After the 2009 Kansas Legislature ended its session in May (notwithstanding the formal closing in June), the Kansas National Education Association (KNEA, the teachers union) produced a document wrapping up the session and setting the stage for the future. It’s titled What’s next? (Legislatively speaking).
Kansans need to be aware of the agenda of this organization and its allied school spending lobby partners. Using an unimpeachable issue — “it’s all about the kids” — this organization seeks to increase spending on public schools at great cost to Kansas taxpayers. This is at the same time it works hard to keep the government school monopoly on public dollars for education in place, stomping out any form of school choice programs that are found to be cost-saving and effective in many states.
What’s really telling about this document is its complaining of the political power of groups like Americans For Prosperity and Club For Growth. That’s because without a doubt, the richest and most powerful lobby in Kansas is the school spending lobby. Browse through the finance reports filed with the Kansas Secretary of State, and you’ll see that the KNEA spends hundreds of thousands of dollars each year in support of candidates for the Kansas House and Senate, and other offices too.
The document criticizes Kansas economic development spending for not producing “economic expansion or significant job growth.” But the school spending lobby is quick to highlight the purported economic benefit of government spending on schools. They don’t tell us that a dollar spent on public schools is a dollar taken through taxation. If left in the hands of its original owner, economic activity would have taken place, too.
What is the problem in Kansas?
The KNEA and the school spending lobby believes that Kansas has a revenue problem. They call it a “structural deficit.” What it means is that Kansas taxes are not high enough: “The plain fact is that the tax policy of the legislature is designed to keep Kansas in a fiscal hole. … You see, the Kansas revenue system has something that tax folks call a ‘structural deficit.’ Structural deficits result when spending increases outpace revenue collections.”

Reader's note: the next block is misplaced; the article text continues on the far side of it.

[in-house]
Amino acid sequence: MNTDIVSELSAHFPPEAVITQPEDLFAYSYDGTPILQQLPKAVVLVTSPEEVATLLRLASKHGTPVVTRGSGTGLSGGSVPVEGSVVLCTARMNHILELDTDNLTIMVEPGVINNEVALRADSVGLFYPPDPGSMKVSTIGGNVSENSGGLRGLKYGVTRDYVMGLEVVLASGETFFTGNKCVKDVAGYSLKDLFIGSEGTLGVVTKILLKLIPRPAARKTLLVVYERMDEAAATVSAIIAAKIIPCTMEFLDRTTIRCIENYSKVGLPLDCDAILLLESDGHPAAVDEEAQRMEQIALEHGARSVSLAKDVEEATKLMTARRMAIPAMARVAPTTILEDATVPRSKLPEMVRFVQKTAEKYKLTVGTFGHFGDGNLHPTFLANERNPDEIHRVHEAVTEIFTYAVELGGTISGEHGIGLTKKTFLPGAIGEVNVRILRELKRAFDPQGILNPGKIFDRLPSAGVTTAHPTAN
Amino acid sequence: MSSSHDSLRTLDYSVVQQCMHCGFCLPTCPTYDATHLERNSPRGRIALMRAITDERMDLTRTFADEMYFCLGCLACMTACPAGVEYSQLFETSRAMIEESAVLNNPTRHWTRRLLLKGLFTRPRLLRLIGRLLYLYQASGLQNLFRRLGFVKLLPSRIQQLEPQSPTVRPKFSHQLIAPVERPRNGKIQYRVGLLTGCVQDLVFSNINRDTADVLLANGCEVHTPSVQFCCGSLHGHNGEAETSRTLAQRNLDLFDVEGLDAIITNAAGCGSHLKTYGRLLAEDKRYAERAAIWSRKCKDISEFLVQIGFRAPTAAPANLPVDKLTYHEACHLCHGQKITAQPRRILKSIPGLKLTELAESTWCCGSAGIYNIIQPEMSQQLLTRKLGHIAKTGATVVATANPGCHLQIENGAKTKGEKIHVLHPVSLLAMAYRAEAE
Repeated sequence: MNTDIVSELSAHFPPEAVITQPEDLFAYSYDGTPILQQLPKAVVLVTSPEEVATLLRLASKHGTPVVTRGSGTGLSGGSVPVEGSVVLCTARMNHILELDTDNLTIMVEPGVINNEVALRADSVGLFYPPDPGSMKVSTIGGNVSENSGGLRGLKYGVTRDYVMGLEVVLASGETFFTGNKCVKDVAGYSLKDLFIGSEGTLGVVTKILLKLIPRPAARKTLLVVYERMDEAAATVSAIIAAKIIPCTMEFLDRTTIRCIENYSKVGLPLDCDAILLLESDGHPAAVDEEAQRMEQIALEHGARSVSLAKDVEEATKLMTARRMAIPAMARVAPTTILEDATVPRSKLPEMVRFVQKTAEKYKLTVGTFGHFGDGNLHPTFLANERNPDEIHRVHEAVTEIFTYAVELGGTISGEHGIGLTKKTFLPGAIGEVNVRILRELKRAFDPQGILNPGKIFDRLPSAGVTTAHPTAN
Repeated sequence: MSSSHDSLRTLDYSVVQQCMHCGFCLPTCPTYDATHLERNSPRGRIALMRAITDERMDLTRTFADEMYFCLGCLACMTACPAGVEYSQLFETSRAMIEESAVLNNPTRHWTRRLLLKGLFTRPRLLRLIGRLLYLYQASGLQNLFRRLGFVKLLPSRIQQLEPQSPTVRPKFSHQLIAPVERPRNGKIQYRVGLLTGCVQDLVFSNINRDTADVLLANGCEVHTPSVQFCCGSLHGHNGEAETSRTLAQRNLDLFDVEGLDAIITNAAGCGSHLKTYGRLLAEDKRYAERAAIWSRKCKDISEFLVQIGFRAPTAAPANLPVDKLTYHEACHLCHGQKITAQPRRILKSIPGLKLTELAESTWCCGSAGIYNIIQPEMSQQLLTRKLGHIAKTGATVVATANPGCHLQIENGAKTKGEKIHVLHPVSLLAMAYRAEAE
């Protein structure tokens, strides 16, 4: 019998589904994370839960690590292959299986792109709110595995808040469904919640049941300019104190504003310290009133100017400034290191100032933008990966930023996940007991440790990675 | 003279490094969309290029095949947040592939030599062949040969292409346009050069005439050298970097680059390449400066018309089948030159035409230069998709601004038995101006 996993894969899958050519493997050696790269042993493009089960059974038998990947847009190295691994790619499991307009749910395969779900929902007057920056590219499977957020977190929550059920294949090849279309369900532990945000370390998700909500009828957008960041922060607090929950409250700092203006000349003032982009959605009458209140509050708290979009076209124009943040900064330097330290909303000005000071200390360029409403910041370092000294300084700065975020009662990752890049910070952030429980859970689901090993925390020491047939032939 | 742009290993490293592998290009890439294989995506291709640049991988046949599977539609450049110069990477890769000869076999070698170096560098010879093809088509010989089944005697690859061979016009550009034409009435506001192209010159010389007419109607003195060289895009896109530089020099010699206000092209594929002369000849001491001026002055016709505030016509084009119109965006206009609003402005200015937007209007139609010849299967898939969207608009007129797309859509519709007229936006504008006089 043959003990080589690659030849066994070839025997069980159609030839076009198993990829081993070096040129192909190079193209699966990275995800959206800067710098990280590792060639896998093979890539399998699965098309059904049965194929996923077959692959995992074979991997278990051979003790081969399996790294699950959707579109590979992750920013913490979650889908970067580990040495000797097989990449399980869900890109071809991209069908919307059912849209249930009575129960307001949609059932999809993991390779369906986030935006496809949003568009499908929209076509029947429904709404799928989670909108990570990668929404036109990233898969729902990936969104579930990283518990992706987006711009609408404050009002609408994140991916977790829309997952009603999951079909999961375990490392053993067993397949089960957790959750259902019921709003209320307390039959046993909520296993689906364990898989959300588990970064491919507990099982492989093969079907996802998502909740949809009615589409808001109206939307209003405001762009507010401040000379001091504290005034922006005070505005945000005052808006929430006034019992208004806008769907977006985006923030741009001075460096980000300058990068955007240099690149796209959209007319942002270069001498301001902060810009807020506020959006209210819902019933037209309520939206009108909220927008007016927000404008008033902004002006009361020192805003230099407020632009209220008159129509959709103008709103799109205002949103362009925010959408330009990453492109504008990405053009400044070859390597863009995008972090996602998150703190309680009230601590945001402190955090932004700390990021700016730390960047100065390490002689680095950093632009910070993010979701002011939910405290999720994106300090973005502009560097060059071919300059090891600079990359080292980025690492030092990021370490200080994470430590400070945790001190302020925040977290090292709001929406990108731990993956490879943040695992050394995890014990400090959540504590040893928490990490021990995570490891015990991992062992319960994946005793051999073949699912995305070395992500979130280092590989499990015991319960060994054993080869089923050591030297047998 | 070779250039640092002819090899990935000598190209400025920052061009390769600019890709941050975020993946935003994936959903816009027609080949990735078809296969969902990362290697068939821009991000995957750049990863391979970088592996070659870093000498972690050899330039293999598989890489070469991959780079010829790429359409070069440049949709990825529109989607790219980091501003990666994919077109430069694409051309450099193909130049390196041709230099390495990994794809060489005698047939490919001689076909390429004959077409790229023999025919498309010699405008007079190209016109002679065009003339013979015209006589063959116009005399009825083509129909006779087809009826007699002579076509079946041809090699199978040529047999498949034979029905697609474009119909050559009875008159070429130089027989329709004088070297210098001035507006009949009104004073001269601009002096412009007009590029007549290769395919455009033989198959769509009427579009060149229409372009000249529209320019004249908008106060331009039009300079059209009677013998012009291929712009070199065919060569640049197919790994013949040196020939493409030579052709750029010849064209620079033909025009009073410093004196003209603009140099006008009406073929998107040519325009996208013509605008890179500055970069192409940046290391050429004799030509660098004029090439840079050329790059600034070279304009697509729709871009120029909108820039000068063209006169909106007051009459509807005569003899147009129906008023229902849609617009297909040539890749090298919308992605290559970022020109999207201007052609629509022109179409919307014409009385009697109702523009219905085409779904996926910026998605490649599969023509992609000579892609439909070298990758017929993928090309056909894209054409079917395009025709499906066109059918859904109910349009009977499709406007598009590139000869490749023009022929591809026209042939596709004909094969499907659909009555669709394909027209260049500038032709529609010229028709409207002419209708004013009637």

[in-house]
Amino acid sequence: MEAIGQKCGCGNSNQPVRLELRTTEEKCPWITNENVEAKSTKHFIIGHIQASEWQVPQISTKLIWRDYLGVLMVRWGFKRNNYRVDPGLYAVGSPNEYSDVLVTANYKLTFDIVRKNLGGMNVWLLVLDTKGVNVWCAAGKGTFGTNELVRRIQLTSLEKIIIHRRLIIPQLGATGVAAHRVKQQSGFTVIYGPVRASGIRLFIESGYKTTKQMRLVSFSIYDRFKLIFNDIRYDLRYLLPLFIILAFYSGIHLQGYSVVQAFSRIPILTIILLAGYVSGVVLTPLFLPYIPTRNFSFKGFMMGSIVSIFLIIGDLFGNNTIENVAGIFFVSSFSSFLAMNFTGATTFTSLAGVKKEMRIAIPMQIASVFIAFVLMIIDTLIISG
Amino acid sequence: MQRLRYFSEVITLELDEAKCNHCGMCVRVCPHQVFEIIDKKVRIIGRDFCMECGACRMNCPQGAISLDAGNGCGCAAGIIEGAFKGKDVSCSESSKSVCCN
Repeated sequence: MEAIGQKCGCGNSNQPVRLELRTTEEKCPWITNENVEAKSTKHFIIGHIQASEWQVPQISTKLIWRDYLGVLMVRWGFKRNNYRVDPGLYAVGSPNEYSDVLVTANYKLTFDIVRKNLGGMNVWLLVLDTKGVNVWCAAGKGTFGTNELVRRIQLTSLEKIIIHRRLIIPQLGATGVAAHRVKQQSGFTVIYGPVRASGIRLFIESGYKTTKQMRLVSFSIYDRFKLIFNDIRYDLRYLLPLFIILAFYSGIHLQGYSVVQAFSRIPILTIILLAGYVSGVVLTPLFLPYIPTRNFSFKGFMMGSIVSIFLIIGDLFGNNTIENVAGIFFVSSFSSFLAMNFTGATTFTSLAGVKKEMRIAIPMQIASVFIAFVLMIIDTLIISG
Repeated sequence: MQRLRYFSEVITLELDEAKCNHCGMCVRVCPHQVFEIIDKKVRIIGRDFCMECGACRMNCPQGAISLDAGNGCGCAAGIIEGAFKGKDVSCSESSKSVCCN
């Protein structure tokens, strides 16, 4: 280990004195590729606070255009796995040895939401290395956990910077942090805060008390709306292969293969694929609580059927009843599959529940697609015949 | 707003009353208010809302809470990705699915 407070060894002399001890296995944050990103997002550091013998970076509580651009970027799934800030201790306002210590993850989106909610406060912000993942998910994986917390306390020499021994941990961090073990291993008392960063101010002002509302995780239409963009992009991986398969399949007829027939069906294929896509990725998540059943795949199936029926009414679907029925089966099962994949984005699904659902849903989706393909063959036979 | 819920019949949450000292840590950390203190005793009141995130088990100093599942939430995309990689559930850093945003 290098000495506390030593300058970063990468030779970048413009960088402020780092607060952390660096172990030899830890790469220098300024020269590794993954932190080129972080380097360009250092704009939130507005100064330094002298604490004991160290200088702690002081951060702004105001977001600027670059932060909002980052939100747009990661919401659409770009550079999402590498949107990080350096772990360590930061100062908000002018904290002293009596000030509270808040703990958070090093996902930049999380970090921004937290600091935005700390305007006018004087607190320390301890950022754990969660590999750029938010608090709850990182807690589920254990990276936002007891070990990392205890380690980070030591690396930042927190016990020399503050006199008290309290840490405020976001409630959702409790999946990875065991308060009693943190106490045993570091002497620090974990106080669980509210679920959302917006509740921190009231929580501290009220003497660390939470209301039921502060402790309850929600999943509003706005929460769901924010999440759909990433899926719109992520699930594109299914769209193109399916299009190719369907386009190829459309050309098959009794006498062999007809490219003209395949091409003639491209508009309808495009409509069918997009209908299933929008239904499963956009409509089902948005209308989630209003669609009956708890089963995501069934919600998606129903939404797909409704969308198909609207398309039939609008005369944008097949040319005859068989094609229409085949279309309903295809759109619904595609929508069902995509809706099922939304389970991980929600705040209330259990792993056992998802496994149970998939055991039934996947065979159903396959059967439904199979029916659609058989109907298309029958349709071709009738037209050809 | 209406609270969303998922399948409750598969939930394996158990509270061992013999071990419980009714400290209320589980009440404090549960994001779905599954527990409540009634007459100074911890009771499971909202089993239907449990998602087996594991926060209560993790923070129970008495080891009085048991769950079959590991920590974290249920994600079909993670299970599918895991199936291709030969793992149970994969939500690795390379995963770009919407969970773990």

Many Kansans, including Americans For Prosperity, believe that Kansas has a spending problem. According to Kansas state director Derrick Sontag, if Kansas spending had increased by even as much as 5% each year for the last five years, our state would have a $2 billion surplus.
Instead, spending has increased so rapidly that Kansas, at the start of this year, faced a $1 billion deficit.
The school spending lobby also believes that tax cuts are a “cost” to Kansas government that we can’t afford: “In a memo prepared by legislative research in response to a legislative inquiry, a list of 70 new tax cuts have been enacted between 2000 and 2008. Eighteen have come in the last four years with a total cost to the state through 2013 of $1.135 billion. This does not include $87 million in foregone revenue due to a decision to not decouple from the federal tax code last year.”
Instead of believing that money first belongs to those who earned it, the school spending lobby believes that letting people retain more of their earnings is an expense we can’t afford.
Where is the political power in Kansas?
The KNEA complains: “But it [increasing taxes] won’t happen until legislators put the good of Kansas ahead of an endorsement — and the political money that comes with it — by Americans for Prosperity and the Club for Growth.”
It’s ironic to hear the school spending lobby complain that their opponents are using “political money.” KNEA is one of the biggest spenders on lobbying in Topeka. Large school districts like USD 259, the Wichita public school district have their own full-time lobbyists — paid for by taxpayers. There’s all the campaign contributions, as mentioned above.
Plus, an endorsement by the KNEA is highly sought after. Candidates complete a lengthy questionnaire to earn its endorsement. That document is really more a manifesto telling candidates what they must believe and do to get the union’s endorsement and a contribution. You can read last year’s version by clicking on KNEA legislative questionnaire.
The single-minded goal of the school spending lobby is to spend so much that Kansas is put out of business. They aren’t shy about using political money — and taxpayer-funded lobbying and lawsuits — to achieve that goal.